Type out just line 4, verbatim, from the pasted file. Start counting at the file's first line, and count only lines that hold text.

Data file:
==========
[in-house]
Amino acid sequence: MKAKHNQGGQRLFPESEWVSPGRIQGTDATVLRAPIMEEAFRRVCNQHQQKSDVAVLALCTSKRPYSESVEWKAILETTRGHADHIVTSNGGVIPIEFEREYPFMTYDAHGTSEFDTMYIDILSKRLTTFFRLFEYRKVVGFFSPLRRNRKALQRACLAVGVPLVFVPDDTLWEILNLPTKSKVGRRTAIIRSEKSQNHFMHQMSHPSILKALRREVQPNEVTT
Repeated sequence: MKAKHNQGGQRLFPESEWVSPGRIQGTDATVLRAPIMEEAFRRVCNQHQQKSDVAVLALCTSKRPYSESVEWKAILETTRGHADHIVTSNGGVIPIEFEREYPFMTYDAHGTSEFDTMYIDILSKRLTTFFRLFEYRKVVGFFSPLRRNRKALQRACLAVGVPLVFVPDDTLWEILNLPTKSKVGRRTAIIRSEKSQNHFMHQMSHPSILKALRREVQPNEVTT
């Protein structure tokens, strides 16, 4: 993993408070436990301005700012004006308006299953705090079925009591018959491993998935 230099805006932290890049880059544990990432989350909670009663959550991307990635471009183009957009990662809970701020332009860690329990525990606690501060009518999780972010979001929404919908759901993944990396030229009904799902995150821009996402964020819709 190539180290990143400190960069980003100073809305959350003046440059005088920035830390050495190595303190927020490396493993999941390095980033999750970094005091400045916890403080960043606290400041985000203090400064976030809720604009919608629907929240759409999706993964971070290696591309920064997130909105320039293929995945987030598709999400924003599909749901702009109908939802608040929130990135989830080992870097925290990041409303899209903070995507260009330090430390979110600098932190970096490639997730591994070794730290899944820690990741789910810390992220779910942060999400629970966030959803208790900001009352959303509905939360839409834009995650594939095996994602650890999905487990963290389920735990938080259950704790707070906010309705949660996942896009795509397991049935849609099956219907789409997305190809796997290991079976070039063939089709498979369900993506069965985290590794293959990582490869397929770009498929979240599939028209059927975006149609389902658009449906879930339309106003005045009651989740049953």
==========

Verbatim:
């Protein structure tokens, strides 16, 4: 993993408070436990301005700012004006308006299953705090079925009591018959491993998935 230099805006932290890049880059544990990432989350909670009663959550991307990635471009183009957009990662809970701020332009860690329990525990606690501060009518999780972010979001929404919908759901993944990396030229009904799902995150821009996402964020819709 190539180290990143400190960069980003100073809305959350003046440059005088920035830390050495190595303190927020490396493993999941390095980033999750970094005091400045916890403080960043606290400041985000203090400064976030809720604009919608629907929240759409999706993964971070290696591309920064997130909105320039293929995945987030598709999400924003599909749901702009109908939802608040929130990135989830080992870097925290990041409303899209903070995507260009330090430390979110600098932190970096490639997730591994070794730290899944820690990741789910810390992220779910942060999400629970966030959803208790900001009352959303509905939360839409834009995650594939095996994602650890999905487990963290389920735990938080259950704790707070906010309705949660996942896009795509397991049935849609099956219907789409997305190809796997290991079976070039063939089709498979369900993506069965985290590794293959990582490869397929770009498929979240599939028209059927975006149609389902658009449906879930339309106003005045009651989740049953």